Look up! There's still plenty to see in the night sky this spring

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Eyes to the sky!

In addition to the bright planets and meteor showers visible throughout the spring season, a 'once-in-a-lifetime' solar eclipse will darken our daytime sky on April 8.

On March 19, at precisely 11:06 p.m. EDT, the Sun will cross the celestial equator from south to north, signifying the earliest start to spring in 128 years.

With that event, astronomical spring begins, and there is plenty to see in both the night and daytime skies for the next three months!

Here's our complete guide to the astronomical events of Spring 2024.

  • March 19/20 — Earliest vernal equinox since 1896

  • March 22 — Venus and Saturn close together, predawn

  • March 24 — Mercury highest in the western sky after sunset

  • March 24-25 — Full Worm Moon and Penumbral Lunar Eclipse

  • March 27 — Zodiacal Light after evening twilight for around 2 weeks

  • April 6 — Mars, Saturn, and Waning Crescent Moon visible predawn

  • April 8 — Total Solar Eclipse

  • April 11 — Mars and Saturn close together, predawn

  • April 14 — Lyrid meteor shower begins

  • April 19 — eta Aquariid meteor shower begins

  • April 21-22 — Lyrid meteor shower peaks

  • April 23-24 — Full Pink Moon

  • April 30 — Lyrid meteor shower ends

  • May 5-6 — eta Aquariid meteor shower peaks

  • May 9-10 — Mercury highest in eastern sky before sunrise

  • May 22-23 — Full Flower Moon

  • May 28 — eta Aquariid meteor shower ends

  • June 4 — Mercury and Jupiter close just before sunrise

  • June 20 — Solstice

The Planets

To start off the season, two bright planets will be visible in the sky just after sunset.

Mercury can be seen close to the western horizon for an hour or so after the Sun goes down. The planet will climb higher above the horizon each night until it reaches its highest point in the evening of March 24. This is known as Mercury's Greatest Eastern Elongation. After that, it makes its way closer to the horizon again each night until it is lost in the glow from the Sun in early April.

Mercury Greatest Eastern Elongation - March 24, 2024

Mercury and Jupiter visible in the western sky after sunset on March 24. Credit: Stellarium/Scott Sutherland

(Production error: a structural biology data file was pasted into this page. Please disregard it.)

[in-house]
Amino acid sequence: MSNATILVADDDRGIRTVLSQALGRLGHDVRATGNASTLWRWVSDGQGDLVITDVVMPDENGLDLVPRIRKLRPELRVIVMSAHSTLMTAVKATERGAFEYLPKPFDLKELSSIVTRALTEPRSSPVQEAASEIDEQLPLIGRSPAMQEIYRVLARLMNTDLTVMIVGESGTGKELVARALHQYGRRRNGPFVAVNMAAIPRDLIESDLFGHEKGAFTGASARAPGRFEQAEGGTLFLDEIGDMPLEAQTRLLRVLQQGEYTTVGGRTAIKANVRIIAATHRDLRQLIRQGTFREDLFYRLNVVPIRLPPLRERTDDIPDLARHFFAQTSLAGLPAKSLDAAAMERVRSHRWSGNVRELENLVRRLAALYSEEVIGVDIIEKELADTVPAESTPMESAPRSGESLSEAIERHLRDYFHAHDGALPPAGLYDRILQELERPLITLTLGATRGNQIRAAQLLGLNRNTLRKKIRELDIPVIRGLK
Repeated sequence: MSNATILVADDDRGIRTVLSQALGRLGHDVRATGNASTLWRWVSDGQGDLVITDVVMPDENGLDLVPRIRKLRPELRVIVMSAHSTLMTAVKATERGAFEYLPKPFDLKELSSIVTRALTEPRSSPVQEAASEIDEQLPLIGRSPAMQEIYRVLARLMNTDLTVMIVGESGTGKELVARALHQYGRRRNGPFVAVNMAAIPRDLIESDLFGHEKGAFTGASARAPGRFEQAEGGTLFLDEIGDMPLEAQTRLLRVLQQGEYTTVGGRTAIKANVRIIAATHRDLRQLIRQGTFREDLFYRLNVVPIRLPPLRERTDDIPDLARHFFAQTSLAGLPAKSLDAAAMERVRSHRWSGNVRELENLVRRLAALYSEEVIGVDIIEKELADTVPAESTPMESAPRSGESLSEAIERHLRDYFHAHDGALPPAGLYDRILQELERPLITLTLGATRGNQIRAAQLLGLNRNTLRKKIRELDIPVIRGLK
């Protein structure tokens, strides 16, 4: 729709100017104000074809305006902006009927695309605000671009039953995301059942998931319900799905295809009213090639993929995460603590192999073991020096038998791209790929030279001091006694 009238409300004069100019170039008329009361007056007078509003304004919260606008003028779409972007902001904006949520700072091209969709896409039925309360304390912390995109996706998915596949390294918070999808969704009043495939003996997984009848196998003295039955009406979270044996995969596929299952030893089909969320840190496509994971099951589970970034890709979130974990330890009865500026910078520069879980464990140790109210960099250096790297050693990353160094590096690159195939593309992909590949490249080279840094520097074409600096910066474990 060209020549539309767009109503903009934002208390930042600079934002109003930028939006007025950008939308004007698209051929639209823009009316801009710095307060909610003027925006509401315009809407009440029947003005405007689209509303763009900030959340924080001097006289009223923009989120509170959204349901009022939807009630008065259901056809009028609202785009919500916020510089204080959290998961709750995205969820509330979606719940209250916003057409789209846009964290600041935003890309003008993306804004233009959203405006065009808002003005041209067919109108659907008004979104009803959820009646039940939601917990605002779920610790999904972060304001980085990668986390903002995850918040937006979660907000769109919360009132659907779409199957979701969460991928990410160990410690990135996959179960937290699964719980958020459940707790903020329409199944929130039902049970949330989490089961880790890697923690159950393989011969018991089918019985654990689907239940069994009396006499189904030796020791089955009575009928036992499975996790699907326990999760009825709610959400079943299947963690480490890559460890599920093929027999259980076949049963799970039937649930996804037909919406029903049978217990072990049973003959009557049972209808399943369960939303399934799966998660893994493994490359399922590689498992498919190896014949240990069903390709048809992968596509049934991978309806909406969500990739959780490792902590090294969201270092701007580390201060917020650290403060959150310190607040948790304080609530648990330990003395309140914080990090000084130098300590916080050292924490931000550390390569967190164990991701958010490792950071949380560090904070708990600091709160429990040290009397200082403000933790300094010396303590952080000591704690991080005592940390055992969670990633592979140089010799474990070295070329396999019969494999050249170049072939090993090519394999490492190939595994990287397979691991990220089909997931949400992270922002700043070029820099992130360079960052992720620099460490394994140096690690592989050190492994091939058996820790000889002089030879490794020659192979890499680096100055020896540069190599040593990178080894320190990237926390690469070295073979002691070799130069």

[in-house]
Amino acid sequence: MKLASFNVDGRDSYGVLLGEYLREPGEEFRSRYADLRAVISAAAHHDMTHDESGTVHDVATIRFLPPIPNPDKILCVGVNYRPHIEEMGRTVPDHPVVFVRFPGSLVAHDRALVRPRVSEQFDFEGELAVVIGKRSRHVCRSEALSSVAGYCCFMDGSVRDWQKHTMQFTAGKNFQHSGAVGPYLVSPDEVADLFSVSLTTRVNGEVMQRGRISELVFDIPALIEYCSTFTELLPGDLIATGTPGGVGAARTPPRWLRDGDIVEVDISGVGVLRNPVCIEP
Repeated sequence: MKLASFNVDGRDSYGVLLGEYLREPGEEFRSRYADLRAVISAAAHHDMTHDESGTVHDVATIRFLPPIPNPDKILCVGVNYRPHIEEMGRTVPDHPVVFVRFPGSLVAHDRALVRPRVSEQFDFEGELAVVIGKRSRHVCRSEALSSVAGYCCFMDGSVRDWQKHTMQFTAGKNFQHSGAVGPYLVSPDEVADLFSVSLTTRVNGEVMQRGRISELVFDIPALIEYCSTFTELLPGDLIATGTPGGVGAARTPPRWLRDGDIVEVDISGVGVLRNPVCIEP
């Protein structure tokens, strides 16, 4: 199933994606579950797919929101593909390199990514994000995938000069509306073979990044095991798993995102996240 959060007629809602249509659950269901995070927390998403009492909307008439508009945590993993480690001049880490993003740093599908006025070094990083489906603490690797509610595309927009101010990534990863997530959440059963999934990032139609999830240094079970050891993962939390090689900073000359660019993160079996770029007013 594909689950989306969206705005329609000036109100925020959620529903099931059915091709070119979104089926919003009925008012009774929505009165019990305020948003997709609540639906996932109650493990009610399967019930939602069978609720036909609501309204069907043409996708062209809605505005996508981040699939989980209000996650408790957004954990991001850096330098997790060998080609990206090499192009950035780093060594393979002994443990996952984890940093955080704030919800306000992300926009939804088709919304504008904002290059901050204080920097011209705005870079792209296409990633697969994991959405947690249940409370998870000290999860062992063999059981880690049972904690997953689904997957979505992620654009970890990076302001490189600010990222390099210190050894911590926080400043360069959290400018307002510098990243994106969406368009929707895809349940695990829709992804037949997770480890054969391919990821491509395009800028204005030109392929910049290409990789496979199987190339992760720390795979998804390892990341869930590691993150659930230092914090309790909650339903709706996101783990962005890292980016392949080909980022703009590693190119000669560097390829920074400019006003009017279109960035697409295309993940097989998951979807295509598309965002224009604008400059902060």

Just up and to the east of Mercury each night will be Jupiter, the largest planet in our solar system. Jupiter will set around 11 p.m. local time to start off the season, and will gradually set earlier, dipping below the horizon around 10 p.m. by April 10, by 9pm around May 1, and then will be lost in the glare of sunset shortly thereafter, for the rest of the season.

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If you look very closely at the eastern horizon in the first days of spring, just before the Sun rises, you may spot three planets trying to shine through the light of dawn. Mars is the first to pop up over the horizon each morning, followed by Saturn, and then bright Venus. However, the three become lost in daylight fairly quickly, especially as sunrise gets earlier.

Mars Saturn Venus - AM March 24, 2024

Venus, Saturn and Mars line up in the predawn twilight on March 24, 2024. Credit: Stellarium/Scott Sutherland

Especially watch for Venus and Saturn to be close together near the eastern horizon just before sunrise on March 22.

As the season progresses, Mars and Saturn will rise earlier and earlier, becoming visible for longer before dawn, and they'll swap positions relative to the horizon. Look for Mars, Saturn, and the Waning Crescent Moon in a tight cluster in the predawn sky on April 6. Mars and Saturn will appear very close together before dawn on April 11.

Also, in early May, keen-eyed observers may spot Mercury joining these two planets closer to sunrise.

While Jupiter will be missing from our skies throughout the month of May, it will re-emerge in the predawn sky in early June. The planet will appear very close to Mercury on the morning of June 4.

In addition to seeing planets in the evening and predawn hours throughout the season, those in the Path of Totality of the April 8 total solar eclipse will get a special planetary treat when the Moon completely obscures the Sun.

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Planets and Stars Visible at Totality - April 8 Solar Eclipse

Stars and planets will become visible at totality during the April 8 total solar eclipse. Credit: Stellarium/Scott Sutherland

The sky will be dark enough during totality that several bright stars will become visible, along with Jupiter, Venus, Saturn, and Mars. For more on the eclipse, read on.

Visit our Complete Guide to Spring 2024 for an in-depth look at the Spring Forecast, tips for planning for it and much more!

The Zodiacal Light